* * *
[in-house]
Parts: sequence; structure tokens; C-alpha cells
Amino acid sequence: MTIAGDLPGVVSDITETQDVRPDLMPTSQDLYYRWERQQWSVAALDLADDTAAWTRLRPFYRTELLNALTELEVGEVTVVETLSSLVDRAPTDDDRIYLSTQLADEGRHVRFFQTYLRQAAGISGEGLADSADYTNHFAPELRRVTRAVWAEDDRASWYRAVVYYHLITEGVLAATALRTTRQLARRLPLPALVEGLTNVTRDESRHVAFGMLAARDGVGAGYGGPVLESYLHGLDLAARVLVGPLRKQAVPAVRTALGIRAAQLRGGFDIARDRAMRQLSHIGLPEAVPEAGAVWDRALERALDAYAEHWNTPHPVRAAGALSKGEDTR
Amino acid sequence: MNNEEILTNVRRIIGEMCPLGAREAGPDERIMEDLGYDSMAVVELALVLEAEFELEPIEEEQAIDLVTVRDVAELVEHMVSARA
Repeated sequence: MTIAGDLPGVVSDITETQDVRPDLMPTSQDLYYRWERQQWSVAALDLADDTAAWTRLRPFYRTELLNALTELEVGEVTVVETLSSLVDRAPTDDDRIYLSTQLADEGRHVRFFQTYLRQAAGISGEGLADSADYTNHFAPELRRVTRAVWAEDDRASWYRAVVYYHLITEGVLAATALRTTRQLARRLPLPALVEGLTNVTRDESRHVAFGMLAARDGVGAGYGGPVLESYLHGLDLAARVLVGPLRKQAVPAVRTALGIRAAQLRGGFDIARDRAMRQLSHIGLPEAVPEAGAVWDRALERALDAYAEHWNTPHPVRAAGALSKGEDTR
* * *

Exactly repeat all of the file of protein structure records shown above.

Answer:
[in-house]
Parts: sequence; structure tokens; C-alpha cells
Amino acid sequence: MTIAGDLPGVVSDITETQDVRPDLMPTSQDLYYRWERQQWSVAALDLADDTAAWTRLRPFYRTELLNALTELEVGEVTVVETLSSLVDRAPTDDDRIYLSTQLADEGRHVRFFQTYLRQAAGISGEGLADSADYTNHFAPELRRVTRAVWAEDDRASWYRAVVYYHLITEGVLAATALRTTRQLARRLPLPALVEGLTNVTRDESRHVAFGMLAARDGVGAGYGGPVLESYLHGLDLAARVLVGPLRKQAVPAVRTALGIRAAQLRGGFDIARDRAMRQLSHIGLPEAVPEAGAVWDRALERALDAYAEHWNTPHPVRAAGALSKGEDTR
Amino acid sequence: MNNEEILTNVRRIIGEMCPLGAREAGPDERIMEDLGYDSMAVVELALVLEAEFELEPIEEEQAIDLVTVRDVAELVEHMVSARA
Repeated sequence: MTIAGDLPGVVSDITETQDVRPDLMPTSQDLYYRWERQQWSVAALDLADDTAAWTRLRPFYRTELLNALTELEVGEVTVVETLSSLVDRAPTDDDRIYLSTQLADEGRHVRFFQTYLRQAAGISGEGLADSADYTNHFAPELRRVTRAVWAEDDRASWYRAVVYYHLITEGVLAATALRTTRQLARRLPLPALVEGLTNVTRDESRHVAFGMLAARDGVGAGYGGPVLESYLHGLDLAARVLVGPLRKQAVPAVRTALGIRAAQLRGGFDIARDRAMRQLSHIGLPEAVPEAGAVWDRALERALDAYAEHWNTPHPVRAAGALSKGEDTR